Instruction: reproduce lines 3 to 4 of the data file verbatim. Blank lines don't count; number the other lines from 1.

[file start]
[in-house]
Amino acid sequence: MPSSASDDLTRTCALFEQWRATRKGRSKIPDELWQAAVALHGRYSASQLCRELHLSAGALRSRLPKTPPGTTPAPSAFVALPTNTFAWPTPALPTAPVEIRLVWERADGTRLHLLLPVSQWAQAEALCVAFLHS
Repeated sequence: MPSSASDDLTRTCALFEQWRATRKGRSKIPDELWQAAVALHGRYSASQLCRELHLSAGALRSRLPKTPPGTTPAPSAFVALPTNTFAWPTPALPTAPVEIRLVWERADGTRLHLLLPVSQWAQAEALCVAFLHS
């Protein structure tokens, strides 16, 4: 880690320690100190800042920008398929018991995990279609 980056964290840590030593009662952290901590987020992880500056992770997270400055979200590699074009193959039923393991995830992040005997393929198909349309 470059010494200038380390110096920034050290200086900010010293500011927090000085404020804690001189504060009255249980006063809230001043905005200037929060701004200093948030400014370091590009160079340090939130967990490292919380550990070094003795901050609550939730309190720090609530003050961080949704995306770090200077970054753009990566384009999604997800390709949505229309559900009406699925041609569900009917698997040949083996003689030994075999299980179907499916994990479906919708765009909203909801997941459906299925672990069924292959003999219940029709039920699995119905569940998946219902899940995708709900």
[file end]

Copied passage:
Repeated sequence: MPSSASDDLTRTCALFEQWRATRKGRSKIPDELWQAAVALHGRYSASQLCRELHLSAGALRSRLPKTPPGTTPAPSAFVALPTNTFAWPTPALPTAPVEIRLVWERADGTRLHLLLPVSQWAQAEALCVAFLHS
């Protein structure tokens, strides 16, 4: 880690320690100190800042920008398929018991995990279609 980056964290840590030593009662952290901590987020992880500056992770997270400055979200590699074009193959039923393991995830992040005997393929198909349309 470059010494200038380390110096920034050290200086900010010293500011927090000085404020804690001189504060009255249980006063809230001043905005200037929060701004200093948030400014370091590009160079340090939130967990490292919380550990070094003795901050609550939730309190720090609530003050961080949704995306770090200077970054753009990566384009999604997800390709949505229309559900009406699925041609569900009917698997040949083996003689030994075999299980179907499916994990479906919708765009909203909801997941459906299925672990069924292959003999219940029709039920699995119905569940998946219902899940995708709900």